Case No.: 2:16-cr-00116-MHH-JHE-3
MEMORANDUM OPINION AND ORDER
Under 18 U.S.C. § 3582(c)(1)(A)(i), as amended by the First Step Act, a district court may modify a criminal sentence if a defendant demonstrates that she has exhausted available administrative remedies and that "extraordinary and compelling reasons" warrant sentence reduction. See, e.g., United States v. Ben-Yhwh, No. 15-00830, 2020 WL 1874125, at *2 (D. Haw. Apr. 13, 2020). The defendant in this case, Sharon B. Knox, has filed a series of motions for compassionate release based on her underlying health conditions and her vulnerability to COVID-19. (Docs. 80, 81, 87, 88). COVID-19 is a new human coronavirus that spreads quickly, especially in facilities like prisons with close living quarters. Currently, there is no vaccine for COVID-19. There are more than 2 million confirmed cases of COVID-19 in the United States, and, to date, more than 100,000 individuals in the United States have died from the extremely serious complications of the virus. As of June 10, 2020, there were 2134 federal inmates and 190 BOP staff who had confirmed positive COVID test results. As of June 10, 2020, 79 BOP inmates have died from COVID. https://www.bop.gov/coronavirus (last visited June 11, 2020).
In her motions, Ms. Knox has demonstrated that she has exhausted her administrative remedies. (Doc. 81, pp. 3-4). Therefore, the Court must determine whether extraordinary and compelling reasons justify a modification of her sentence. 18 U.S.C. § 3582(c)(1)(A)(i) (stating that a district court "may reduce the term of imprisonment (and may impose a term of probation or supervised release with or without conditions that does not exceed the unserved portion of the original term of imprisonment), after considering the factors set forth in section 3553(a) to the extent that they are applicable, if it finds that - (i) extraordinary and compelling reasons warrant such a reduction . . . and that such a reduction is consistent with applicable policy statements issued by the Sentencing Commission.").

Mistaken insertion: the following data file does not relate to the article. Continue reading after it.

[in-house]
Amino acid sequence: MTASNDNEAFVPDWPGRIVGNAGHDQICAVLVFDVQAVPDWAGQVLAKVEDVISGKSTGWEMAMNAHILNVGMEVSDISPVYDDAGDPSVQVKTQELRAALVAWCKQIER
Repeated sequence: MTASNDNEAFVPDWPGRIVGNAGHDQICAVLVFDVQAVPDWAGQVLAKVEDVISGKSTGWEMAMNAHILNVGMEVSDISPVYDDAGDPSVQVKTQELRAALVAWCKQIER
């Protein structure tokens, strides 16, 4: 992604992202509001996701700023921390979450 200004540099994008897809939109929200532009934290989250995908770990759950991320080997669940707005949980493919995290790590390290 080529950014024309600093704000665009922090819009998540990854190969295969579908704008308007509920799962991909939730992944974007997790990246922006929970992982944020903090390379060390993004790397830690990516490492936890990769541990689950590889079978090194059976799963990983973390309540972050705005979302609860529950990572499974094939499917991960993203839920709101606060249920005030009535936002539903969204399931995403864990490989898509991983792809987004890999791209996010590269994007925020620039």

Congress has not identified specific circumstances that rise to the level of "extraordinary and compelling" reasons for a sentence reduction, but U.S.S.G. § 1B1.13 cmt. n.1., the United States Sentencing Commission's policy statement relating to sentence reductions, sheds light on the issue. The Commission has indicated that "a medical condition of the defendant [that] substantially reduces his ability to provide self-care in prison, (B) the advanced age of the defendant, and (C) the defendant's family circumstances" may constitute extraordinary and compelling reasons for a sentence reduction. United States v. McCall, 2020 WL 2992197, at *2 (M.D. Ala. June 4, 2020). The Commission also recognizes "a 'catchall' provision where the Director of the BOP finds [that] 'other reasons' exist that are 'extraordinary and compelling.' United States Sentencing Commission Guidelines Manual § 1B1.13 cmt. n.1(D)." McCall, 2020 WL 2992197, at *2. According to the Commission, before reducing a sentence, a district court must find not only that "extraordinary and compelling reasons warrant the reduction" but also that "the defendant is not a danger to the safety of any other person or to the community, as provided in 18 U.S.C. § 3142(g)." U.S.S.G. § 1B1.13.
There is some debate about § 1B1.13's application to motions for compassionate release filed by a person other than the BOP. The Court looks to § 1B1.13 for guidance even if the guideline is not directly applicable to Ms. Knox's motion for compassionate release. McCall, 2020 WL 2992197, at *2 ("[T]his policy guidance has not been updated since the passage of the First Step Act in December 2018, Pub. L. No. 115-391. This court joins many others around the country in finding that, with regard to any inconsistency between the statute and the policy statement, the policy statement serves as guidance, but does not limit the court's authority.").